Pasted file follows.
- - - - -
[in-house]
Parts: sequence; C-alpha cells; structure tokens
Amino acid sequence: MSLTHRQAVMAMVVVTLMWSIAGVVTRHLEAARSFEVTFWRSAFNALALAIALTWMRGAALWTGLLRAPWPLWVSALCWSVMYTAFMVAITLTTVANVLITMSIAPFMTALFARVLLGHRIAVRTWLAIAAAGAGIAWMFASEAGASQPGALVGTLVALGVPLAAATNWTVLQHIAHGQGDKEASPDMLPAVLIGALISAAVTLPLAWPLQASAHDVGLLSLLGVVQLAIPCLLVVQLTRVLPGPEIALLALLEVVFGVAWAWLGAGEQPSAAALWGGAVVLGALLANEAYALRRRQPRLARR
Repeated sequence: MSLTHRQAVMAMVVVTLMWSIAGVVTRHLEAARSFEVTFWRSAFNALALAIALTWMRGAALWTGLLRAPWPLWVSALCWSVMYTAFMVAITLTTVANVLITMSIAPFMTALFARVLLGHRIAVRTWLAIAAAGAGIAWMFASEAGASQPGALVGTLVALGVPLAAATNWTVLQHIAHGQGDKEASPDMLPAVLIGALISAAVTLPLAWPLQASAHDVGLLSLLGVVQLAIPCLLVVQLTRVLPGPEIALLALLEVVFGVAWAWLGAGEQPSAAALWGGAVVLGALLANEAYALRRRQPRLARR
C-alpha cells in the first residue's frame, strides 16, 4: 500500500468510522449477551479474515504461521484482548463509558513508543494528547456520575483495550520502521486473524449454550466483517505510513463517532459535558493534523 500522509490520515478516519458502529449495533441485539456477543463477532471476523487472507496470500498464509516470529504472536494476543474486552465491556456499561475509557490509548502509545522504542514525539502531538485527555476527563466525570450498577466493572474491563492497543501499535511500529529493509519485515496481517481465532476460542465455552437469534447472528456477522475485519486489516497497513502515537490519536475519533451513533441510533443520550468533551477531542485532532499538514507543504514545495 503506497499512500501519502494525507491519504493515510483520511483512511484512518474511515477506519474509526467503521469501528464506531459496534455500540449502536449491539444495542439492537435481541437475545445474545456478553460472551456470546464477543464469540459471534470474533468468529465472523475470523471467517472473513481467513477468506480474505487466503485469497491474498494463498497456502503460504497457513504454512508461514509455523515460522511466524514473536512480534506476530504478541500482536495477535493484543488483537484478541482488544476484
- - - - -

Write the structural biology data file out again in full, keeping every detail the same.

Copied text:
[in-house]
Parts: sequence; C-alpha cells; structure tokens
Amino acid sequence: MSLTHRQAVMAMVVVTLMWSIAGVVTRHLEAARSFEVTFWRSAFNALALAIALTWMRGAALWTGLLRAPWPLWVSALCWSVMYTAFMVAITLTTVANVLITMSIAPFMTALFARVLLGHRIAVRTWLAIAAAGAGIAWMFASEAGASQPGALVGTLVALGVPLAAATNWTVLQHIAHGQGDKEASPDMLPAVLIGALISAAVTLPLAWPLQASAHDVGLLSLLGVVQLAIPCLLVVQLTRVLPGPEIALLALLEVVFGVAWAWLGAGEQPSAAALWGGAVVLGALLANEAYALRRRQPRLARR
Repeated sequence: MSLTHRQAVMAMVVVTLMWSIAGVVTRHLEAARSFEVTFWRSAFNALALAIALTWMRGAALWTGLLRAPWPLWVSALCWSVMYTAFMVAITLTTVANVLITMSIAPFMTALFARVLLGHRIAVRTWLAIAAAGAGIAWMFASEAGASQPGALVGTLVALGVPLAAATNWTVLQHIAHGQGDKEASPDMLPAVLIGALISAAVTLPLAWPLQASAHDVGLLSLLGVVQLAIPCLLVVQLTRVLPGPEIALLALLEVVFGVAWAWLGAGEQPSAAALWGGAVVLGALLANEAYALRRRQPRLARR
C-alpha cells in the first residue's frame, strides 16, 4: 500500500468510522449477551479474515504461521484482548463509558513508543494528547456520575483495550520502521486473524449454550466483517505510513463517532459535558493534523 500522509490520515478516519458502529449495533441485539456477543463477532471476523487472507496470500498464509516470529504472536494476543474486552465491556456499561475509557490509548502509545522504542514525539502531538485527555476527563466525570450498577466493572474491563492497543501499535511500529529493509519485515496481517481465532476460542465455552437469534447472528456477522475485519486489516497497513502515537490519536475519533451513533441510533443520550468533551477531542485532532499538514507543504514545495 503506497499512500501519502494525507491519504493515510483520511483512511484512518474511515477506519474509526467503521469501528464506531459496534455500540449502536449491539444495542439492537435481541437475545445474545456478553460472551456470546464477543464469540459471534470474533468468529465472523475470523471467517472473513481467513477468506480474505487466503485469497491474498494463498497456502503460504497457513504454512508461514509455523515460522511466524514473536512480534506476530504478541500482536495477535493484543488483537484478541482488544476484